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17 Jan
Thu / 2013

Spring 2013 Fellows

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Announcing the Spring 2013 Brown Foundation Fellows 

Myriam Bornand is a French-Swiss artist, who works in multiple mediums: paint, collage, photography, video, texts and installations. Her work has been exhibited in France and internationally, including  Musée Ingres, Le Ministère de la Culture in Paris, le MACA, la Gaité Lyrique. In 2010/2011 she presented a solo exhibition around the actress Charlotte Rampling at la Galerie Porte Avion in Marseille. Most recently her work was included in the collective show Ekphrasis, which gathered writers with visual artists, and was curated by CO AR CO. She currently works and lives in Marseille, France. One month, June 1–30

Natalka Bilotserkivets is a Ukranian poet, translator, and essayist. Graduate of the Kyiv University, she worked for the journal Ukrainska Kultura as editor, section editor, and editor-in-chief. Since 2010, she lives from writing. Her poetry was translated into a dozen of European languages, primarily Polish, German, and English. It was anthologized, inter alia, in New European Poets (Saint Paul, 2008), Vorwarts, Ihr Kampfschildkroten. Gedichte aus der Ukraine (Heidelberg, 2006), Hotel Parnassus (Amsterdam, 2002), A Hundred Years of Youth: An Anthology of 20th Century Ukrainian Poetry (Lviv, 2000), From Three Worlds. New Writing from Ukraine (Boston, 1996). She holds a number of literary awards, including “Agni” award for the best translated poetry, and “Crystal Vilenica” for the best poetry at the International Festival. While at Dora House, she will be working on her first novel “The Life of My Man”. One month, April 130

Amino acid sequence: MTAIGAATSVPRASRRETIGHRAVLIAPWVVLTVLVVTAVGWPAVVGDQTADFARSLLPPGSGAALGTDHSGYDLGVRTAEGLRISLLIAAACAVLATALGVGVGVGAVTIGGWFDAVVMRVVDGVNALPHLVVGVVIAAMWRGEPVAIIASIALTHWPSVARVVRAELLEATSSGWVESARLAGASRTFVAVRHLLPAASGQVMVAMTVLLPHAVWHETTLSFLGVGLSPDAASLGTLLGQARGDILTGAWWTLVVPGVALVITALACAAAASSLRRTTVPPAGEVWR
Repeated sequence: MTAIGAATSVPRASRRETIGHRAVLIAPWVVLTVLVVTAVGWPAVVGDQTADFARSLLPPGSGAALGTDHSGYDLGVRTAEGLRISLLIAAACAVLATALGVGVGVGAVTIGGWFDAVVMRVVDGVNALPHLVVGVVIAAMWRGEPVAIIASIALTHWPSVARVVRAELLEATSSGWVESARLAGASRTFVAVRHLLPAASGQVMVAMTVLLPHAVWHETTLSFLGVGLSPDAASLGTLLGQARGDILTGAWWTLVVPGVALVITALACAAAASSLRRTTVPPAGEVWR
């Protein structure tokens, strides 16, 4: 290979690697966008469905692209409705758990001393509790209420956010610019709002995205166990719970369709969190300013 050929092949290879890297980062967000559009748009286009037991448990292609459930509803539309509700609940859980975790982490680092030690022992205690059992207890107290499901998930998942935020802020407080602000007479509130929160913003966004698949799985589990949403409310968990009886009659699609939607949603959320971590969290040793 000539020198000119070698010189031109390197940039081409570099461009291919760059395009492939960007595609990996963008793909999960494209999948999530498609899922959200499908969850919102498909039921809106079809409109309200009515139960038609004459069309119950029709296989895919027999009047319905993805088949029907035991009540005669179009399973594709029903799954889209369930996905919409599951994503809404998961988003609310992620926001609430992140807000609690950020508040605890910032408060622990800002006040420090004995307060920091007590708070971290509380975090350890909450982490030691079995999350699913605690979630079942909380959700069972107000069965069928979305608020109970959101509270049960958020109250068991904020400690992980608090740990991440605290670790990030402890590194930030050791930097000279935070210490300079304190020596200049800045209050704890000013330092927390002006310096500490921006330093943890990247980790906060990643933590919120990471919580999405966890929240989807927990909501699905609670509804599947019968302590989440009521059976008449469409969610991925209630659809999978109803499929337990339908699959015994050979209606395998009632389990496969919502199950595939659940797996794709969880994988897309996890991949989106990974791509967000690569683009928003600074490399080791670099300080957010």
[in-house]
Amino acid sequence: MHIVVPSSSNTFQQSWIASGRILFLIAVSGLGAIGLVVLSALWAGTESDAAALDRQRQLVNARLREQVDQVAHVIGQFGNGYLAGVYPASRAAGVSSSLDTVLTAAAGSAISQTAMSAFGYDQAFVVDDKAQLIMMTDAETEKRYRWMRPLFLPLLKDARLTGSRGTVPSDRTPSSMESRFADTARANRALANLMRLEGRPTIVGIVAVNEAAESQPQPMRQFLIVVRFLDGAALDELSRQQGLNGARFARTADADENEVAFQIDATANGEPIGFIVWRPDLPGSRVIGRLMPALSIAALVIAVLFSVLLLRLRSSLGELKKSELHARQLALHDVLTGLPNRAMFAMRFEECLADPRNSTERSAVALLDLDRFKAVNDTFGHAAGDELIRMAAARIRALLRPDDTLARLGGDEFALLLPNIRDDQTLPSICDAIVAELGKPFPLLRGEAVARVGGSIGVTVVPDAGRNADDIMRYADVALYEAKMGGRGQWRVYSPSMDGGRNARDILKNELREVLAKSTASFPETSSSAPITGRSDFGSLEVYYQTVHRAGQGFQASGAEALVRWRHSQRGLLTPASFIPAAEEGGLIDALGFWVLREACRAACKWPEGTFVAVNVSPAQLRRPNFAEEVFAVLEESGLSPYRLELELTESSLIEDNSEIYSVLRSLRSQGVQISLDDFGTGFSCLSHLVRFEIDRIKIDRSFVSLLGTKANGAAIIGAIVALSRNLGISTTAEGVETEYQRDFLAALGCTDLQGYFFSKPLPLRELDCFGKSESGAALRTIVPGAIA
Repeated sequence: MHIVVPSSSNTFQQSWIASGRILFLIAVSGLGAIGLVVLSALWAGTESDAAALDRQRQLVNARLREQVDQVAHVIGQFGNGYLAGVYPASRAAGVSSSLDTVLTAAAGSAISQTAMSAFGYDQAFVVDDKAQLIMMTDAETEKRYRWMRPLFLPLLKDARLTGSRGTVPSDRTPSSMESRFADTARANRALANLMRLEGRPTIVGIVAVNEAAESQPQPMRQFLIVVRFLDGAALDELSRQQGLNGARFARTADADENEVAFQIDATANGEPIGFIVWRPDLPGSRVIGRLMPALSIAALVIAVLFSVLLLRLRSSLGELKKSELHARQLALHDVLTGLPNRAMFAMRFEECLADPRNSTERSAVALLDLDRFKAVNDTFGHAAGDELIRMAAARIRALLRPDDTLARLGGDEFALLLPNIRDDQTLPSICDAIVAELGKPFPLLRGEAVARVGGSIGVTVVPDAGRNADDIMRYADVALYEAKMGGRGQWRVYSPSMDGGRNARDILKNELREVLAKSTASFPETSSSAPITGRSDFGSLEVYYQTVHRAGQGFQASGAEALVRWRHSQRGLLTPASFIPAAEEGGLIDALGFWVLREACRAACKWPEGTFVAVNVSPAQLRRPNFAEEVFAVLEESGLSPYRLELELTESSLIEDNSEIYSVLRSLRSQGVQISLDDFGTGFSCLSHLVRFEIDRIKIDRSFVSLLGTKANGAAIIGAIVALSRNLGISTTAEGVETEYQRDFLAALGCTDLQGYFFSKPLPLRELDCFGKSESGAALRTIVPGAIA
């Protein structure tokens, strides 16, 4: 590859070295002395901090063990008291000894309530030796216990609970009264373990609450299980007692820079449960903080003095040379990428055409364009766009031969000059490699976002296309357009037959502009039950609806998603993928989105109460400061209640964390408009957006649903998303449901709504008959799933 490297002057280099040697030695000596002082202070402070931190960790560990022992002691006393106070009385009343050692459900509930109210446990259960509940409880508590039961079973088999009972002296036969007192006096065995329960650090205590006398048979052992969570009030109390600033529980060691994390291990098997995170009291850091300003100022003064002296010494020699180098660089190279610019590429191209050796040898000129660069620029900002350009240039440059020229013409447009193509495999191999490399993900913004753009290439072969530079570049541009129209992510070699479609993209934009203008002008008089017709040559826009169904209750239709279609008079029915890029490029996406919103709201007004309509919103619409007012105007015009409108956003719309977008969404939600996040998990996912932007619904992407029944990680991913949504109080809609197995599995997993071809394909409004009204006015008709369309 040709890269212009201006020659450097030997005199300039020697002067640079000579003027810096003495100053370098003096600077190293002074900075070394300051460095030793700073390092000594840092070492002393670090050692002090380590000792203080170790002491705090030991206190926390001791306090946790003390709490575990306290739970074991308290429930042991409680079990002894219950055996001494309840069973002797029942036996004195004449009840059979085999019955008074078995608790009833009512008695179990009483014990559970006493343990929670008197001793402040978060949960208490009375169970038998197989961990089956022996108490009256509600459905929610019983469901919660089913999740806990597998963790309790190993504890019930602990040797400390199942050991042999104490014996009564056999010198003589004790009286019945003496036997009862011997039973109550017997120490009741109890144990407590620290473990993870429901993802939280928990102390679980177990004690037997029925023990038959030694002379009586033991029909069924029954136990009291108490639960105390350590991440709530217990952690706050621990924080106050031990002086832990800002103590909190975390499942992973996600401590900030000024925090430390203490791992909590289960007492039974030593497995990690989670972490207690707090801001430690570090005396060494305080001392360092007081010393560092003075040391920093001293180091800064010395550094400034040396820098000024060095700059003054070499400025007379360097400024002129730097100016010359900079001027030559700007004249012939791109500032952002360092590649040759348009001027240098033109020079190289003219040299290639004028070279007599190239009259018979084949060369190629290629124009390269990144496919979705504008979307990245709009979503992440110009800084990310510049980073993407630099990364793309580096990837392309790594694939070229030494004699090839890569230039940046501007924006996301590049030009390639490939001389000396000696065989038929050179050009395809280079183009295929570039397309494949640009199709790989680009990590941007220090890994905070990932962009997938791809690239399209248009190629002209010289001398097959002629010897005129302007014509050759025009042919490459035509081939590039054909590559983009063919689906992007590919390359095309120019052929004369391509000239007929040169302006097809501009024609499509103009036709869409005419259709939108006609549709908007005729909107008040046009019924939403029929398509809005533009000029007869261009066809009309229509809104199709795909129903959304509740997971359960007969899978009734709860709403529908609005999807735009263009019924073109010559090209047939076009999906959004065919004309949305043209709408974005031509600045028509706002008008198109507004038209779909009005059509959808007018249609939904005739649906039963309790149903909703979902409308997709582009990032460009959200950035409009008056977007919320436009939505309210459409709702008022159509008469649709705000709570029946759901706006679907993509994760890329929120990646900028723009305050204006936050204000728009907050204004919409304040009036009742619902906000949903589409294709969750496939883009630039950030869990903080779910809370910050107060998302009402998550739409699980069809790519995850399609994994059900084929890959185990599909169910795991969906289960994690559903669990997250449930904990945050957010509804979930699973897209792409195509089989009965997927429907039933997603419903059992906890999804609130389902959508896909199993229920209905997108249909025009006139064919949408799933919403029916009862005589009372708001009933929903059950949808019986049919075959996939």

Composer Richard Festinger has achieved international recognition for his extensive catalogue of chamber, vocal and orchestral compositions.  Since 1990 he has been a professor of composition at San Francisco State University where he is also Artistic Director of the Morrison Artists chamber music series.  Before turning to composing he led his own groups as a jazz performer.  Festinger received M.A. and Ph.D. degrees in composition from the University of California, Berkeley, and in the mid 1980’s co-founded the San Francisco based modern music ensemble Earplay.  His music is published by C.F. Peters Corporation and his works have been recorded for the Centaur, Bridge, CRI and CRS labels.   He has received major awards from the Jerome, Fromm. Koussevitzky, Barlow, and Argosy foundations, the National Endowment for the Arts, the Aaron Copland Fund, the American Composers Forum, and the American Academy of Arts and Letters. One month, March 131